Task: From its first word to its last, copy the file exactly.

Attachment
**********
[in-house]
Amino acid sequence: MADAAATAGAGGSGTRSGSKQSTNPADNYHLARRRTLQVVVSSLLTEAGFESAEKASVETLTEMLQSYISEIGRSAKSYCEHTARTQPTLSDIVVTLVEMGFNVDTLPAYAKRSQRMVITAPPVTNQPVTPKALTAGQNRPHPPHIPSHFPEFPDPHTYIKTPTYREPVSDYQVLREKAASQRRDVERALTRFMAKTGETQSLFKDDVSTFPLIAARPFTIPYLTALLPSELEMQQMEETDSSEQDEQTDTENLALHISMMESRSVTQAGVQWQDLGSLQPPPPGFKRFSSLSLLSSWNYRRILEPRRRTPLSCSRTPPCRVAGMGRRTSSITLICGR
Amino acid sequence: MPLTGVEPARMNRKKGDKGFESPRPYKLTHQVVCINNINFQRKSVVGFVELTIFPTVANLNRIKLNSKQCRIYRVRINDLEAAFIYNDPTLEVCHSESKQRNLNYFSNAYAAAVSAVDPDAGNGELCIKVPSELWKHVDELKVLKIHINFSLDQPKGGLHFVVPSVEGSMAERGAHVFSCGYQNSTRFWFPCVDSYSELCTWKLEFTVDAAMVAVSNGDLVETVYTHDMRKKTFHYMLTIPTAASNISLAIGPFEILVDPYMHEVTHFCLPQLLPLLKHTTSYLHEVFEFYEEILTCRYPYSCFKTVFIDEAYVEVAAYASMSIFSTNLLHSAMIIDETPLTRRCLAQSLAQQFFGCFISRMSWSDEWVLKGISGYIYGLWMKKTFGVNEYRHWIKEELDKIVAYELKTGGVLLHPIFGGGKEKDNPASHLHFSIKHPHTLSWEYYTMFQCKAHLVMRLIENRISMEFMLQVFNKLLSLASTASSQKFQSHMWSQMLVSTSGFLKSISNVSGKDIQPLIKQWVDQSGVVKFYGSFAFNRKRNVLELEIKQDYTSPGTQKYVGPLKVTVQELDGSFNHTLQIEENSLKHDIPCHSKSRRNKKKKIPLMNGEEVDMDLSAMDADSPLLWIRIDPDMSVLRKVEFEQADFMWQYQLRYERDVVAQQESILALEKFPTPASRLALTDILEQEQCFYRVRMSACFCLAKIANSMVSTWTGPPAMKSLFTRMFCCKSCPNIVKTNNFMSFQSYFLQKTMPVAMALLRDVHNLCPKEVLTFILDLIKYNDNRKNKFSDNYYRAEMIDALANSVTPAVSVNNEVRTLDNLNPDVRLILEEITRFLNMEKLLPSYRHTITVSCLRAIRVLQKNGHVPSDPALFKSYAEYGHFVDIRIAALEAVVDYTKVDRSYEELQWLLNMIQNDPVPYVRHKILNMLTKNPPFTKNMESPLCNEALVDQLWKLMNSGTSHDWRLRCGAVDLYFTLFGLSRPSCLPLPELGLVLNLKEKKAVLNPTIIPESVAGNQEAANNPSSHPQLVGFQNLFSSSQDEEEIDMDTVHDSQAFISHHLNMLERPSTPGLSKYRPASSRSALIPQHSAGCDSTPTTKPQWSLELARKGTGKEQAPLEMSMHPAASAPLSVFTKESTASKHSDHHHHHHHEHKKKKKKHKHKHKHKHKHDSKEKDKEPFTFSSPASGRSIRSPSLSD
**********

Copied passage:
[in-house]
Amino acid sequence: MADAAATAGAGGSGTRSGSKQSTNPADNYHLARRRTLQVVVSSLLTEAGFESAEKASVETLTEMLQSYISEIGRSAKSYCEHTARTQPTLSDIVVTLVEMGFNVDTLPAYAKRSQRMVITAPPVTNQPVTPKALTAGQNRPHPPHIPSHFPEFPDPHTYIKTPTYREPVSDYQVLREKAASQRRDVERALTRFMAKTGETQSLFKDDVSTFPLIAARPFTIPYLTALLPSELEMQQMEETDSSEQDEQTDTENLALHISMMESRSVTQAGVQWQDLGSLQPPPPGFKRFSSLSLLSSWNYRRILEPRRRTPLSCSRTPPCRVAGMGRRTSSITLICGR
Amino acid sequence: MPLTGVEPARMNRKKGDKGFESPRPYKLTHQVVCINNINFQRKSVVGFVELTIFPTVANLNRIKLNSKQCRIYRVRINDLEAAFIYNDPTLEVCHSESKQRNLNYFSNAYAAAVSAVDPDAGNGELCIKVPSELWKHVDELKVLKIHINFSLDQPKGGLHFVVPSVEGSMAERGAHVFSCGYQNSTRFWFPCVDSYSELCTWKLEFTVDAAMVAVSNGDLVETVYTHDMRKKTFHYMLTIPTAASNISLAIGPFEILVDPYMHEVTHFCLPQLLPLLKHTTSYLHEVFEFYEEILTCRYPYSCFKTVFIDEAYVEVAAYASMSIFSTNLLHSAMIIDETPLTRRCLAQSLAQQFFGCFISRMSWSDEWVLKGISGYIYGLWMKKTFGVNEYRHWIKEELDKIVAYELKTGGVLLHPIFGGGKEKDNPASHLHFSIKHPHTLSWEYYTMFQCKAHLVMRLIENRISMEFMLQVFNKLLSLASTASSQKFQSHMWSQMLVSTSGFLKSISNVSGKDIQPLIKQWVDQSGVVKFYGSFAFNRKRNVLELEIKQDYTSPGTQKYVGPLKVTVQELDGSFNHTLQIEENSLKHDIPCHSKSRRNKKKKIPLMNGEEVDMDLSAMDADSPLLWIRIDPDMSVLRKVEFEQADFMWQYQLRYERDVVAQQESILALEKFPTPASRLALTDILEQEQCFYRVRMSACFCLAKIANSMVSTWTGPPAMKSLFTRMFCCKSCPNIVKTNNFMSFQSYFLQKTMPVAMALLRDVHNLCPKEVLTFILDLIKYNDNRKNKFSDNYYRAEMIDALANSVTPAVSVNNEVRTLDNLNPDVRLILEEITRFLNMEKLLPSYRHTITVSCLRAIRVLQKNGHVPSDPALFKSYAEYGHFVDIRIAALEAVVDYTKVDRSYEELQWLLNMIQNDPVPYVRHKILNMLTKNPPFTKNMESPLCNEALVDQLWKLMNSGTSHDWRLRCGAVDLYFTLFGLSRPSCLPLPELGLVLNLKEKKAVLNPTIIPESVAGNQEAANNPSSHPQLVGFQNLFSSSQDEEEIDMDTVHDSQAFISHHLNMLERPSTPGLSKYRPASSRSALIPQHSAGCDSTPTTKPQWSLELARKGTGKEQAPLEMSMHPAASAPLSVFTKESTASKHSDHHHHHHHEHKKKKKKHKHKHKHKHKHDSKEKDKEPFTFSSPASGRSIRSPSLSD